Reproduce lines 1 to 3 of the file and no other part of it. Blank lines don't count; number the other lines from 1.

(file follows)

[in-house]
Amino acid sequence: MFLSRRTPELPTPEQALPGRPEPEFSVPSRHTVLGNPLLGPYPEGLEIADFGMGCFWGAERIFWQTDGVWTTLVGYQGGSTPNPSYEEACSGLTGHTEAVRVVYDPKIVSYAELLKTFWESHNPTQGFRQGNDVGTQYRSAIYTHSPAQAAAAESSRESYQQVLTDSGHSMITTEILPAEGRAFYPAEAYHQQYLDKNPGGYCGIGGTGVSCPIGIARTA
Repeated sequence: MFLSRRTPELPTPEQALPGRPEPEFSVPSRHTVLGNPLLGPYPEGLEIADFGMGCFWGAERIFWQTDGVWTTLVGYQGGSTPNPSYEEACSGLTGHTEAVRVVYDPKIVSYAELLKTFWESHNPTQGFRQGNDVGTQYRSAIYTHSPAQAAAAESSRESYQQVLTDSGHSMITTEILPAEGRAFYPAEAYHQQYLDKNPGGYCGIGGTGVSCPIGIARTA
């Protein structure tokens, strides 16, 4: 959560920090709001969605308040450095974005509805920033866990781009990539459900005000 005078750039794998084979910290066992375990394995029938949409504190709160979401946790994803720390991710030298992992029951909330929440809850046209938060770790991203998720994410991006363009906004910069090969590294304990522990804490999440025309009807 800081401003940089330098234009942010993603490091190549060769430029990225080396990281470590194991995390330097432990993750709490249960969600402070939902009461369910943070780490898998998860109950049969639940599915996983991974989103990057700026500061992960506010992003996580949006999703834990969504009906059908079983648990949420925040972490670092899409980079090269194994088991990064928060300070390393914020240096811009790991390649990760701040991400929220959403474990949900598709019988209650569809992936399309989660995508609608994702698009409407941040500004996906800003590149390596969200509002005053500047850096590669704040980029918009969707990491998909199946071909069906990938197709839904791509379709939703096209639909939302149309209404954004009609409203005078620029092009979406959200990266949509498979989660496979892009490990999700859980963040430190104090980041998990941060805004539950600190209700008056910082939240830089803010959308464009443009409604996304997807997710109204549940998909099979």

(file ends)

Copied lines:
[in-house]
Amino acid sequence: MFLSRRTPELPTPEQALPGRPEPEFSVPSRHTVLGNPLLGPYPEGLEIADFGMGCFWGAERIFWQTDGVWTTLVGYQGGSTPNPSYEEACSGLTGHTEAVRVVYDPKIVSYAELLKTFWESHNPTQGFRQGNDVGTQYRSAIYTHSPAQAAAAESSRESYQQVLTDSGHSMITTEILPAEGRAFYPAEAYHQQYLDKNPGGYCGIGGTGVSCPIGIARTA
Repeated sequence: MFLSRRTPELPTPEQALPGRPEPEFSVPSRHTVLGNPLLGPYPEGLEIADFGMGCFWGAERIFWQTDGVWTTLVGYQGGSTPNPSYEEACSGLTGHTEAVRVVYDPKIVSYAELLKTFWESHNPTQGFRQGNDVGTQYRSAIYTHSPAQAAAAESSRESYQQVLTDSGHSMITTEILPAEGRAFYPAEAYHQQYLDKNPGGYCGIGGTGVSCPIGIARTA